Published on April 15th, 2015 |0
Sen. Hunter Hill recaps ’15 Legislature for Buckhead 50 Club
“Georgia is doing well,” he told the group of about 50 mostly senior Buckhead residents who are members of the oldest club in Buckhead and meet monthly at the American Legion Post lodge off Powers Ferry Road at Chastain Park. Thursday night, Hill will repeat much of what he said at the Buckhead Council of Neighborhoods meeting.
“Overall, I am pleased with the outcome of this session,” a casual Hill said. “We created beneficial laws that will make Georgia a better state today and in the future.”
Hill spoke about one of the key priorities of the 40-day legislative session, which was transportation. “I really engaged on that issue this year. Pointing out that transportation needs are funded from sales taxes, Hill said, “We should appropriate more money in the budget rather than raise the gas tax. Instead we did raise the gas tax.”
This year Hill was put on the Appropriations Committee, “and I have worked hard to prioritize transportation in our budget this year,” he said.
“Unfortunately, I found opposition to my plan to allocate more dollars toward transportation,” Hill explained. “The influence within the capitol to raise a dedicated funding source won the day. The good news is that we will have more money for transportation in the future.”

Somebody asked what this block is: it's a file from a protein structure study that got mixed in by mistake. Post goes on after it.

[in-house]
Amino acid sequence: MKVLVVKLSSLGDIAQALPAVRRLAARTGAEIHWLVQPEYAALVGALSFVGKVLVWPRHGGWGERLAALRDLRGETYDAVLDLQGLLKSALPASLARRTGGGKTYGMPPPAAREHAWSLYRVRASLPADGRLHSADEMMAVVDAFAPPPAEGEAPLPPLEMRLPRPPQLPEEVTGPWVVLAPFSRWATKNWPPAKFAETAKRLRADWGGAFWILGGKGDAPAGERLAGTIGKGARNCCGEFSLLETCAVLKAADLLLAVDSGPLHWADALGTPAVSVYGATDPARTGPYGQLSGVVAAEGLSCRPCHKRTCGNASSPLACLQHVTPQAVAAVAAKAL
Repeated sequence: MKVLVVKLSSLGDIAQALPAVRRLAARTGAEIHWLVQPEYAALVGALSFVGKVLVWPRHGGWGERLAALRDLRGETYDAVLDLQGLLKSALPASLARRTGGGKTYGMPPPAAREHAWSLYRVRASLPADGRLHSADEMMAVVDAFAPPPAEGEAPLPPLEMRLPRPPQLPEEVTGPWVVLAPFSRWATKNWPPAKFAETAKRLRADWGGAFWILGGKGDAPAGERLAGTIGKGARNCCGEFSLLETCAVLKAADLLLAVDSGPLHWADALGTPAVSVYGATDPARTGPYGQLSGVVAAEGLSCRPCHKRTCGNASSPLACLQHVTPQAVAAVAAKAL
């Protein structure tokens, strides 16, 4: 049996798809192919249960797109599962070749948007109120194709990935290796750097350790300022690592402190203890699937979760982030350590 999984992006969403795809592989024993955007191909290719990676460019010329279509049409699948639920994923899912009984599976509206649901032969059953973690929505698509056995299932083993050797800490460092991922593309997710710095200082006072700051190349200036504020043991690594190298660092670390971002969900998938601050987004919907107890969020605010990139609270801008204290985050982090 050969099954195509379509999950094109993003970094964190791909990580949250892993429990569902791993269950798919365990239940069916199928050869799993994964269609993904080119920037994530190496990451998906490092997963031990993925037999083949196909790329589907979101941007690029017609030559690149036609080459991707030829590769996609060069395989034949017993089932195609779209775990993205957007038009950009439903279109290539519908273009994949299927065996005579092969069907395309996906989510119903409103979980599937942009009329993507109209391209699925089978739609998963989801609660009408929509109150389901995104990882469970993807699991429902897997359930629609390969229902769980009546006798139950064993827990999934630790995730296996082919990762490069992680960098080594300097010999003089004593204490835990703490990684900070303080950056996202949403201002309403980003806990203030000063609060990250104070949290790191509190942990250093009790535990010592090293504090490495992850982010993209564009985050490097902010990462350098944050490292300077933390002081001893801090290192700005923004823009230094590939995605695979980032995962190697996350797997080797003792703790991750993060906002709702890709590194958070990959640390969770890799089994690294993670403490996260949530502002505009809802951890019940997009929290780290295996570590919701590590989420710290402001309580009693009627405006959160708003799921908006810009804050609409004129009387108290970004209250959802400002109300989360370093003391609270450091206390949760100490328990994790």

Hill told the group, “Transportation should be prioritized and addressed just like we do with education, healthcare and every other aspect of the state budget.” Education is over 53 percent of the budget, and health care related expenditures are 22 percent. Transportation is 4% of the state budget.
“Experts say transportation funding should be around 8-12 percent every year, and that would require us to make some difficult decisions,” stated Hill. “With that said, Georgia desperately needed revenues for this important function, so while I fought against raising taxes and lost the argument, Georgia will have funds for transportation.”
In response to a question, Hill said he anticipates taxing of alternative fuel vehicles and more tolls on Georgia roads to help fund transportation needs.
Hill also spoke of some of the pieces of legislation he authored, one of which was Senate Bill 59 dealing with public-private partnerships. “This bill passed on the 40th day after a great deal of negotiation and three years of work,” he said. “It will establish a guidelines for cities, counties and state agencies regarding best practices for them to engage in public private partnerships.”
Another bill he authored was Senate Bill 63: The Beer Jobs Bill. “It will allow for Georgia Breweries to sell a tour and for the customer to drink up to 36 ounces of their beer on site. It will also allow for that same visitor to take a ‘souvenir’ of up to 72 ounces of beer to go,” Hill explained. In the House, the distilleries were added as well. They can also sell a tour and offer up to three half-ounce samples and a souvenir 750 ML bottle to go.